Temporal Trends in the Progression of Human Immunodeficiency Virus Disease in a Cohort of Drug Users

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Abstract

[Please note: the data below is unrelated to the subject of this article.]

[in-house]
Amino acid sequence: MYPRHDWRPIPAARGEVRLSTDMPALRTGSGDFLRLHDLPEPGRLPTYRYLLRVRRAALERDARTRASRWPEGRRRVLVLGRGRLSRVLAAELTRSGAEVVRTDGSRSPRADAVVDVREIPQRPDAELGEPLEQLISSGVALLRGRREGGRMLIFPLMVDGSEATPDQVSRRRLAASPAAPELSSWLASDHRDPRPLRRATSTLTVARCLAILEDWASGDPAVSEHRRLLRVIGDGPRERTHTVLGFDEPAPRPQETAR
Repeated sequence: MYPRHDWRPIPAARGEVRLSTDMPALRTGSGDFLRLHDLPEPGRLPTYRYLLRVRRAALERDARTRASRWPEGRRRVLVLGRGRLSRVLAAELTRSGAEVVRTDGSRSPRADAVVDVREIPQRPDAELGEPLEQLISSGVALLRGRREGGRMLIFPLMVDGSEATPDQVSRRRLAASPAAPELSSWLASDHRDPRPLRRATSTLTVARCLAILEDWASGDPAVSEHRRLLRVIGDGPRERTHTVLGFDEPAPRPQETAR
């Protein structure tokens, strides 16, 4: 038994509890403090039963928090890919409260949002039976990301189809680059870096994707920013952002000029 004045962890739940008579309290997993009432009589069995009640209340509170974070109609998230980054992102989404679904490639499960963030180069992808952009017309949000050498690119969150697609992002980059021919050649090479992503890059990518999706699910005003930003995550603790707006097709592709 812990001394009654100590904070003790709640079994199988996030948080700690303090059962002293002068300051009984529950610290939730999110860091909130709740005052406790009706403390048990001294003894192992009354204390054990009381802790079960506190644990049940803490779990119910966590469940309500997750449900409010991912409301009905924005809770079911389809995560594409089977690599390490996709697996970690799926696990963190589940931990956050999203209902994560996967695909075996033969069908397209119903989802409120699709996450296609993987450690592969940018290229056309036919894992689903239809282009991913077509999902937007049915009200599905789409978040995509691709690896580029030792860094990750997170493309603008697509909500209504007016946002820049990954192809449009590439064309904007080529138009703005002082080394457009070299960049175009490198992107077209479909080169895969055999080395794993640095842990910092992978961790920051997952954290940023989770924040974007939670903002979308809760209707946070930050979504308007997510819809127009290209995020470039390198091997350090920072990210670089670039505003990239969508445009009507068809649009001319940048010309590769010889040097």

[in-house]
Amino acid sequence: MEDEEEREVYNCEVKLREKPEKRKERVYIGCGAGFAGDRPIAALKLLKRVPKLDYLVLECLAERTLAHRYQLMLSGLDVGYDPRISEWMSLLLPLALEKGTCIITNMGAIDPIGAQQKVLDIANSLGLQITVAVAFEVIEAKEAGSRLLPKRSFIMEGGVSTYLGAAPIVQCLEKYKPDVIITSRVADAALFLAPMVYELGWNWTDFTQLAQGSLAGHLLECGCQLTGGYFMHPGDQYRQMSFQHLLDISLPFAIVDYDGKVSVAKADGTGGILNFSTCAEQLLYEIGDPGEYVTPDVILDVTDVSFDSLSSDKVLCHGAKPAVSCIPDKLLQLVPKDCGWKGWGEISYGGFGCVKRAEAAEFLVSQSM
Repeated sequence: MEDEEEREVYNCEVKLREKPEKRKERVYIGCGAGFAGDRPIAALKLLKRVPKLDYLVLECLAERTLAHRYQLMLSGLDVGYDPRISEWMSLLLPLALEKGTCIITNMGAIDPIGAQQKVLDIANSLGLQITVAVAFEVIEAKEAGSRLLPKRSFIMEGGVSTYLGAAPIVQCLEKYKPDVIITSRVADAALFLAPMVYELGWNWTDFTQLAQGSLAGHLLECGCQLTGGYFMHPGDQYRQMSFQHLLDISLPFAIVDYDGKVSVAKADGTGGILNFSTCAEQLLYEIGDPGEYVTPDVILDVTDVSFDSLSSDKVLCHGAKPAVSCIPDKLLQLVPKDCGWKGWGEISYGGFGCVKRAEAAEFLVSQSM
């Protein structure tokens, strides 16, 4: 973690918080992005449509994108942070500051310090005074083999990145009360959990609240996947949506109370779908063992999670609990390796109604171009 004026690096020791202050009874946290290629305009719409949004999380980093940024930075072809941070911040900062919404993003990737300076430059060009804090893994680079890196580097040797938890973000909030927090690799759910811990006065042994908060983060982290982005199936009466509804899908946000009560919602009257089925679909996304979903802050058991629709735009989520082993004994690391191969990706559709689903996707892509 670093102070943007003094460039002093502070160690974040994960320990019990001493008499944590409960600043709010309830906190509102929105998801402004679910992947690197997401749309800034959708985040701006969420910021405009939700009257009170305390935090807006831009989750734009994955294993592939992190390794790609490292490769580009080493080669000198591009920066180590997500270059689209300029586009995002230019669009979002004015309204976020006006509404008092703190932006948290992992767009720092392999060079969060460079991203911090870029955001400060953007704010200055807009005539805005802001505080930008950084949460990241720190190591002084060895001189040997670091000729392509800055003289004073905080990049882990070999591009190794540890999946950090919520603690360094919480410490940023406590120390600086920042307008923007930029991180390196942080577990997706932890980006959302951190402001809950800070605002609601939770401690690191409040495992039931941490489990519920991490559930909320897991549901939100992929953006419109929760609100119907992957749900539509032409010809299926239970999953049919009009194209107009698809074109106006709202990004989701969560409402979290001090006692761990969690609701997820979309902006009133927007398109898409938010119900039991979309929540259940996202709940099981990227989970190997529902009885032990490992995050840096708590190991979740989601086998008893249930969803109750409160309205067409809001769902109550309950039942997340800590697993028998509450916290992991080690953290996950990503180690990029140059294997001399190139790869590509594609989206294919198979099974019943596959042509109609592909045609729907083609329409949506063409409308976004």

We evaluated changes over time in rates of progression to AIDS, mortality, and distribution of AIDS-defining illnesses in 524 human immunodeficiency virus (HIV)-seropositive injection drug users enrolled between 1986 and 1995 in a prospective study of HIV infection in the Bronx, NY, At enrollment participants attended a hospital-affiliated methadone maintenance program with on-site primary care. Using the 1993 clinical definition of AIDS, we found that the hazard ratio (HR) of progression to AIDS declined for enrollees over time in comparison with the referent group of persons enrolled in 1986–1987. For program enrollees in 1988–1989, the HR was 1.0 [95% confidence interval (CI) = 0.6–1.6]; for enrollees in 1990–1991, the HR was 0.3 (95% CI = 0.1–0.9); for enrollees in 1992–1993, the HR was 0.5 (95% CI = 0.3–0.9); and for enrollees in 1994–1995, the HR was 0.2 (95% CI = 0.1–0.7), cm-initial-CD4+ cell counts and age. Never theless, the greater AIDS-free time of later study entrants was not associated with reduced mortality. The study provides evidence that drug users with access to primary care likely benefited from improved management of HIV disease in prolonging AIDS-free time but, through 1996, did not experience greater survival. (Epidemiology 1998; 9:613–617)

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